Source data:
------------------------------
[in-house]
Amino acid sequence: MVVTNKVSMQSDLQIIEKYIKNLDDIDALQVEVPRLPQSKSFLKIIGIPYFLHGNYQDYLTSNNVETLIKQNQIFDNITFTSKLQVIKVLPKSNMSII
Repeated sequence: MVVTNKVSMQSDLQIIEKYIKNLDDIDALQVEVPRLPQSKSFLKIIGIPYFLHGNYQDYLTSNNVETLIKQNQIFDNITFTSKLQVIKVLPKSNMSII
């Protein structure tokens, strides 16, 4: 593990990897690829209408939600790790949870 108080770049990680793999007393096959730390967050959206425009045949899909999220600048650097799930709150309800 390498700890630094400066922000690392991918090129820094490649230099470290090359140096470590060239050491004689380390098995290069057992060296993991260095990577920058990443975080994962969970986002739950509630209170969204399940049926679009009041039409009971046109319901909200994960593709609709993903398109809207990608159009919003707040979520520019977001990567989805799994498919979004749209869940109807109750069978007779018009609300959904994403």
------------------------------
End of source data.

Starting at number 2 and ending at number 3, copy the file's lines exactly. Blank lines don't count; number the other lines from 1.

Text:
Amino acid sequence: MVVTNKVSMQSDLQIIEKYIKNLDDIDALQVEVPRLPQSKSFLKIIGIPYFLHGNYQDYLTSNNVETLIKQNQIFDNITFTSKLQVIKVLPKSNMSII
Repeated sequence: MVVTNKVSMQSDLQIIEKYIKNLDDIDALQVEVPRLPQSKSFLKIIGIPYFLHGNYQDYLTSNNVETLIKQNQIFDNITFTSKLQVIKVLPKSNMSII